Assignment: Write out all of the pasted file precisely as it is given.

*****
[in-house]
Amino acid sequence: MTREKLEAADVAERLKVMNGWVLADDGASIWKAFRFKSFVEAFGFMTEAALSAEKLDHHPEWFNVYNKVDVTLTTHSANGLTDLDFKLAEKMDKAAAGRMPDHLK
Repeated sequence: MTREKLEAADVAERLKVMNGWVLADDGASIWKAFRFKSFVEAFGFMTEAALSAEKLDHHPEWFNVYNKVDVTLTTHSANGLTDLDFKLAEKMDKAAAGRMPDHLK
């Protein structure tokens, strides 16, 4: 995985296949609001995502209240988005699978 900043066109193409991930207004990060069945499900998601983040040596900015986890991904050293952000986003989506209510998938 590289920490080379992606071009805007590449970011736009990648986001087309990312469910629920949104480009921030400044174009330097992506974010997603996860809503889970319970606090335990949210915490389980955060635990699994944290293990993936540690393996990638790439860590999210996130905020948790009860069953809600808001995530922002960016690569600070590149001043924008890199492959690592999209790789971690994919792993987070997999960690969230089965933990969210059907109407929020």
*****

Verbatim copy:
[in-house]
Amino acid sequence: MTREKLEAADVAERLKVMNGWVLADDGASIWKAFRFKSFVEAFGFMTEAALSAEKLDHHPEWFNVYNKVDVTLTTHSANGLTDLDFKLAEKMDKAAAGRMPDHLK
Repeated sequence: MTREKLEAADVAERLKVMNGWVLADDGASIWKAFRFKSFVEAFGFMTEAALSAEKLDHHPEWFNVYNKVDVTLTTHSANGLTDLDFKLAEKMDKAAAGRMPDHLK
């Protein structure tokens, strides 16, 4: 995985296949609001995502209240988005699978 900043066109193409991930207004990060069945499900998601983040040596900015986890991904050293952000986003989506209510998938 590289920490080379992606071009805007590449970011736009990648986001087309990312469910629920949104480009921030400044174009330097992506974010997603996860809503889970319970606090335990949210915490389980955060635990699994944290293990993936540690393996990638790439860590999210996130905020948790009860069953809600808001995530922002960016690569600070590149001043924008890199492959690592999209790789971690994919792993987070997999960690969230089965933990969210059907109407929020």